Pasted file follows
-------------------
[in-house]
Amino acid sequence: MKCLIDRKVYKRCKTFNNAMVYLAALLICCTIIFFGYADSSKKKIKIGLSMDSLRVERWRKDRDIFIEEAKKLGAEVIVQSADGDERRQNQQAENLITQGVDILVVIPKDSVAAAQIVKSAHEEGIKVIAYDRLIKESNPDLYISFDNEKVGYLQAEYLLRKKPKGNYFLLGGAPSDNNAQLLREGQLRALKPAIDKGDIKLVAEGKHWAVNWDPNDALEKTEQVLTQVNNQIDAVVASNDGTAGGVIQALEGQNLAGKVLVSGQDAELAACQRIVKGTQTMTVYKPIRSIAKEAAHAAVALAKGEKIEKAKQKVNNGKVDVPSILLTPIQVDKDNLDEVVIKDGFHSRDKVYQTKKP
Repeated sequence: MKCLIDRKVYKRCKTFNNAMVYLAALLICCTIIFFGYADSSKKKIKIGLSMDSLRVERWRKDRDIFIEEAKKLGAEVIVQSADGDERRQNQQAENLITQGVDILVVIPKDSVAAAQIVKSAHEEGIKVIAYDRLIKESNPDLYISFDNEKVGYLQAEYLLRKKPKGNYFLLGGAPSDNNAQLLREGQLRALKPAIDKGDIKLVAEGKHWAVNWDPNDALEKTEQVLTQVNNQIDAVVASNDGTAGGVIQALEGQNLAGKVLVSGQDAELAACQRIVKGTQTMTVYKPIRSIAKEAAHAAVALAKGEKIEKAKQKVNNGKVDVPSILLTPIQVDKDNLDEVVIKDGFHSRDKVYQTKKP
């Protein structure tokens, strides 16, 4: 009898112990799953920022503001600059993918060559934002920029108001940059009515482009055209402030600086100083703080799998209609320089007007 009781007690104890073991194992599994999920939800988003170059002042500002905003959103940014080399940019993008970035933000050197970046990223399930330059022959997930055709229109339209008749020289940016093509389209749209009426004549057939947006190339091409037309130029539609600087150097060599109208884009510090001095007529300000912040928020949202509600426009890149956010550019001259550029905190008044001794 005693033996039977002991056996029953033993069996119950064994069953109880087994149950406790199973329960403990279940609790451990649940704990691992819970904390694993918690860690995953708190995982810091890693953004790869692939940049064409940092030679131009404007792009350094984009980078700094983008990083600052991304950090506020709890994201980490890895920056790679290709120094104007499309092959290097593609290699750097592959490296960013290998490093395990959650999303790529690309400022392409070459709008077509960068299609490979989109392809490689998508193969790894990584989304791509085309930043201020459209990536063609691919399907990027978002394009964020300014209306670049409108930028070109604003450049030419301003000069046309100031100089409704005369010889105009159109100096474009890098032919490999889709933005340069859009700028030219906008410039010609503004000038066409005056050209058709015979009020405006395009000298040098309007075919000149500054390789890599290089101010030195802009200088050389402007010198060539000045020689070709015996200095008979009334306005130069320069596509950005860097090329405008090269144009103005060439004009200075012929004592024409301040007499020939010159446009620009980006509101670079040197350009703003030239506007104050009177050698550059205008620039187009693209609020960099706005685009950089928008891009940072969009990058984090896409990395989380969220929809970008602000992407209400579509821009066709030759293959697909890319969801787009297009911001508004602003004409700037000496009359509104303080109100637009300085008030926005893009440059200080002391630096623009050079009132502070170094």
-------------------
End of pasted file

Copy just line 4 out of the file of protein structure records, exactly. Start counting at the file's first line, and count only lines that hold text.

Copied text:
């Protein structure tokens, strides 16, 4: 009898112990799953920022503001600059993918060559934002920029108001940059009515482009055209402030600086100083703080799998209609320089007007 009781007690104890073991194992599994999920939800988003170059002042500002905003959103940014080399940019993008970035933000050197970046990223399930330059022959997930055709229109339209008749020289940016093509389209749209009426004549057939947006190339091409037309130029539609600087150097060599109208884009510090001095007529300000912040928020949202509600426009890149956010550019001259550029905190008044001794 005693033996039977002991056996029953033993069996119950064994069953109880087994149950406790199973329960403990279940609790451990649940704990691992819970904390694993918690860690995953708190995982810091890693953004790869692939940049064409940092030679131009404007792009350094984009980078700094983008990083600052991304950090506020709890994201980490890895920056790679290709120094104007499309092959290097593609290699750097592959490296960013290998490093395990959650999303790529690309400022392409070459709008077509960068299609490979989109392809490689998508193969790894990584989304791509085309930043201020459209990536063609691919399907990027978002394009964020300014209306670049409108930028070109604003450049030419301003000069046309100031100089409704005369010889105009159109100096474009890098032919490999889709933005340069859009700028030219906008410039010609503004000038066409005056050209058709015979009020405006395009000298040098309007075919000149500054390789890599290089101010030195802009200088050389402007010198060539000045020689070709015996200095008979009334306005130069320069596509950005860097090329405008090269144009103005060439004009200075012929004592024409301040007499020939010159446009620009980006509101670079040197350009703003030239506007104050009177050698550059205008620039187009693209609020960099706005685009950089928008891009940072969009990058984090896409990395989380969220929809970008602000992407209400579509821009066709030759293959697909890319969801787009297009911001508004602003004409700037000496009359509104303080109100637009300085008030926005893009440059200080002391630096623009050079009132502070170094």